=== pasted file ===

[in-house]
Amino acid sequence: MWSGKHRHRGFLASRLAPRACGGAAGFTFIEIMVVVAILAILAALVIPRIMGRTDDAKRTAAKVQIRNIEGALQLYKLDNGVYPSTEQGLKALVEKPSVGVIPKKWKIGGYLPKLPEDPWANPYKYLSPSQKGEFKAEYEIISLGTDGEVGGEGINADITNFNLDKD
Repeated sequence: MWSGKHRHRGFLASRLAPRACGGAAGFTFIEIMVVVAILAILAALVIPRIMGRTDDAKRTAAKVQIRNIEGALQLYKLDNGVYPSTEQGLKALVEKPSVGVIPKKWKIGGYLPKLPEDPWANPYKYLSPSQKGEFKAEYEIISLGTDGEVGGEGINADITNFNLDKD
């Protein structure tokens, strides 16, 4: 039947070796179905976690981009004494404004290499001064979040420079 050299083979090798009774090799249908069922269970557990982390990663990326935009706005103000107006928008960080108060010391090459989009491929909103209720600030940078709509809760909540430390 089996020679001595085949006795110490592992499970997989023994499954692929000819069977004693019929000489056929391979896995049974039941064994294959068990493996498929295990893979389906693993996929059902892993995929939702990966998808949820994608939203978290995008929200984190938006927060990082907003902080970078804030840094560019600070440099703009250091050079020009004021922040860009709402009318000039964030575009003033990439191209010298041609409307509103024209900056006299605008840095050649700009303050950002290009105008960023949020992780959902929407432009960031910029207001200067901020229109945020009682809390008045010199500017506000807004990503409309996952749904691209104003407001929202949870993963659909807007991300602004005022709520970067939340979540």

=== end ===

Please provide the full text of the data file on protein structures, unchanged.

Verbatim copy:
[in-house]
Amino acid sequence: MWSGKHRHRGFLASRLAPRACGGAAGFTFIEIMVVVAILAILAALVIPRIMGRTDDAKRTAAKVQIRNIEGALQLYKLDNGVYPSTEQGLKALVEKPSVGVIPKKWKIGGYLPKLPEDPWANPYKYLSPSQKGEFKAEYEIISLGTDGEVGGEGINADITNFNLDKD
Repeated sequence: MWSGKHRHRGFLASRLAPRACGGAAGFTFIEIMVVVAILAILAALVIPRIMGRTDDAKRTAAKVQIRNIEGALQLYKLDNGVYPSTEQGLKALVEKPSVGVIPKKWKIGGYLPKLPEDPWANPYKYLSPSQKGEFKAEYEIISLGTDGEVGGEGINADITNFNLDKD
């Protein structure tokens, strides 16, 4: 039947070796179905976690981009004494404004290499001064979040420079 050299083979090798009774090799249908069922269970557990982390990663990326935009706005103000107006928008960080108060010391090459989009491929909103209720600030940078709509809760909540430390 089996020679001595085949006795110490592992499970997989023994499954692929000819069977004693019929000489056929391979896995049974039941064994294959068990493996498929295990893979389906693993996929059902892993995929939702990966998808949820994608939203978290995008929200984190938006927060990082907003902080970078804030840094560019600070440099703009250091050079020009004021922040860009709402009318000039964030575009003033990439191209010298041609409307509103024209900056006299605008840095050649700009303050950002290009105008960023949020992780959902929407432009960031910029207001200067901020229109945020009682809390008045010199500017506000807004990503409309996952749904691209104003407001929202949870993963659909807007991300602004005022709520970067939340979540």